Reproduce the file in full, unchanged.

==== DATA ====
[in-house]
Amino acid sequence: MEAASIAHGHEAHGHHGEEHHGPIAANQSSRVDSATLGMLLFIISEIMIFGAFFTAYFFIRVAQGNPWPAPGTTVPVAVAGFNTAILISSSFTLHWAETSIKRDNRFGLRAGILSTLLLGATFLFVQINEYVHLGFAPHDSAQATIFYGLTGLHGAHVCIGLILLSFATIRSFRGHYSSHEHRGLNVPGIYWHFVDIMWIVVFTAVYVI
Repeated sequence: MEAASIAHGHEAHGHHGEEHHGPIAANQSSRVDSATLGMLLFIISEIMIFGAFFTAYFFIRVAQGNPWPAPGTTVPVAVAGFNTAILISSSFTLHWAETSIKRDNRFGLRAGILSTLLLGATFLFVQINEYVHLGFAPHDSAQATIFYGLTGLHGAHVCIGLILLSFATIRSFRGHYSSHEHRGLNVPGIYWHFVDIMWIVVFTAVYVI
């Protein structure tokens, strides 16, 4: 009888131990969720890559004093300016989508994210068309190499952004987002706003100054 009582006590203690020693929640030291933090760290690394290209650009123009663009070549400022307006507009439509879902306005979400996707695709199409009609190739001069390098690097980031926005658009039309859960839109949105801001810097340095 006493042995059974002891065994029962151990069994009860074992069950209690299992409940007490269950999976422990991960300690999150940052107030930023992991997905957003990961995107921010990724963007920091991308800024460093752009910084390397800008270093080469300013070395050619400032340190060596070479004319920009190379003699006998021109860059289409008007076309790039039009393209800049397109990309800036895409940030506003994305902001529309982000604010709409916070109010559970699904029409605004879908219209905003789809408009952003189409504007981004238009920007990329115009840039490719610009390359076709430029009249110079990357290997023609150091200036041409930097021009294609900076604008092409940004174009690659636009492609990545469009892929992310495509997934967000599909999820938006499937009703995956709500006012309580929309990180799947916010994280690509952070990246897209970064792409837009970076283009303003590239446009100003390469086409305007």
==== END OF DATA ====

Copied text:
[in-house]
Amino acid sequence: MEAASIAHGHEAHGHHGEEHHGPIAANQSSRVDSATLGMLLFIISEIMIFGAFFTAYFFIRVAQGNPWPAPGTTVPVAVAGFNTAILISSSFTLHWAETSIKRDNRFGLRAGILSTLLLGATFLFVQINEYVHLGFAPHDSAQATIFYGLTGLHGAHVCIGLILLSFATIRSFRGHYSSHEHRGLNVPGIYWHFVDIMWIVVFTAVYVI
Repeated sequence: MEAASIAHGHEAHGHHGEEHHGPIAANQSSRVDSATLGMLLFIISEIMIFGAFFTAYFFIRVAQGNPWPAPGTTVPVAVAGFNTAILISSSFTLHWAETSIKRDNRFGLRAGILSTLLLGATFLFVQINEYVHLGFAPHDSAQATIFYGLTGLHGAHVCIGLILLSFATIRSFRGHYSSHEHRGLNVPGIYWHFVDIMWIVVFTAVYVI
């Protein structure tokens, strides 16, 4: 009888131990969720890559004093300016989508994210068309190499952004987002706003100054 009582006590203690020693929640030291933090760290690394290209650009123009663009070549400022307006507009439509879902306005979400996707695709199409009609190739001069390098690097980031926005658009039309859960839109949105801001810097340095 006493042995059974002891065994029962151990069994009860074992069950209690299992409940007490269950999976422990991960300690999150940052107030930023992991997905957003990961995107921010990724963007920091991308800024460093752009910084390397800008270093080469300013070395050619400032340190060596070479004319920009190379003699006998021109860059289409008007076309790039039009393209800049397109990309800036895409940030506003994305902001529309982000604010709409916070109010559970699904029409605004879908219209905003789809408009952003189409504007981004238009920007990329115009840039490719610009390359076709430029009249110079990357290997023609150091200036041409930097021009294609900076604008092409940004174009690659636009492609990545469009892929992310495509997934967000599909999820938006499937009703995956709500006012309580929309990180799947916010994280690509952070990246897209970064792409837009970076283009303003590239446009100003390469086409305007």